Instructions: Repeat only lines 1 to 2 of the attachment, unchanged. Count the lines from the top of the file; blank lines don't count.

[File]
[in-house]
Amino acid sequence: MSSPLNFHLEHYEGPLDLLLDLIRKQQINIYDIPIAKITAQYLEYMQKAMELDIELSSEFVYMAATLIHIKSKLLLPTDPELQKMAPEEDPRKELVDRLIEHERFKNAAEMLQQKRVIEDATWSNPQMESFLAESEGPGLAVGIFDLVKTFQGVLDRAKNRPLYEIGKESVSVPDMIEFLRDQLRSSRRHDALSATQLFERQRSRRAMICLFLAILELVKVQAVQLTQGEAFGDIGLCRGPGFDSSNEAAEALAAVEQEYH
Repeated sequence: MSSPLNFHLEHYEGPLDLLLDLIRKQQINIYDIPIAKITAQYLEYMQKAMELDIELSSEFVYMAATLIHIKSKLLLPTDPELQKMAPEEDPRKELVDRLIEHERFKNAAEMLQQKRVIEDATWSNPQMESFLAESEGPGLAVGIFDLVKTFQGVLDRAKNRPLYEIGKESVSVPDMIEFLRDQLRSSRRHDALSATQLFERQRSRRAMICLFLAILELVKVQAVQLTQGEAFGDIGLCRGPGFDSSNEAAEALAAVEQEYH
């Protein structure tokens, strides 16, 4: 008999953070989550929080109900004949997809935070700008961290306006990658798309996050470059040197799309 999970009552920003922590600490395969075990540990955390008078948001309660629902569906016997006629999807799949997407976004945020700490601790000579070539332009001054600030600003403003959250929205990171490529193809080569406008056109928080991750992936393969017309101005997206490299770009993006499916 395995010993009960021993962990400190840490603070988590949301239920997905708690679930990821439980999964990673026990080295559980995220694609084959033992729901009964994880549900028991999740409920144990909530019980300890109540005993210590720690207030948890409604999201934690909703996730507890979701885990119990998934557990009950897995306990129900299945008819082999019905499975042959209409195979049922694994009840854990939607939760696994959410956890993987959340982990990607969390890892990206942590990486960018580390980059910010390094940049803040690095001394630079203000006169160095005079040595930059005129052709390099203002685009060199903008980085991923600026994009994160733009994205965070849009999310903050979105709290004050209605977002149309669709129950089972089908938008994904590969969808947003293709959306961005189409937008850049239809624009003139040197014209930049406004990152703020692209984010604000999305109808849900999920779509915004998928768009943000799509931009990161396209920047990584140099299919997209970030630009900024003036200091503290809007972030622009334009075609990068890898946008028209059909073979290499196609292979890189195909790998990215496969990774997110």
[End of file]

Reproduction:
[in-house]
Amino acid sequence: MSSPLNFHLEHYEGPLDLLLDLIRKQQINIYDIPIAKITAQYLEYMQKAMELDIELSSEFVYMAATLIHIKSKLLLPTDPELQKMAPEEDPRKELVDRLIEHERFKNAAEMLQQKRVIEDATWSNPQMESFLAESEGPGLAVGIFDLVKTFQGVLDRAKNRPLYEIGKESVSVPDMIEFLRDQLRSSRRHDALSATQLFERQRSRRAMICLFLAILELVKVQAVQLTQGEAFGDIGLCRGPGFDSSNEAAEALAAVEQEYH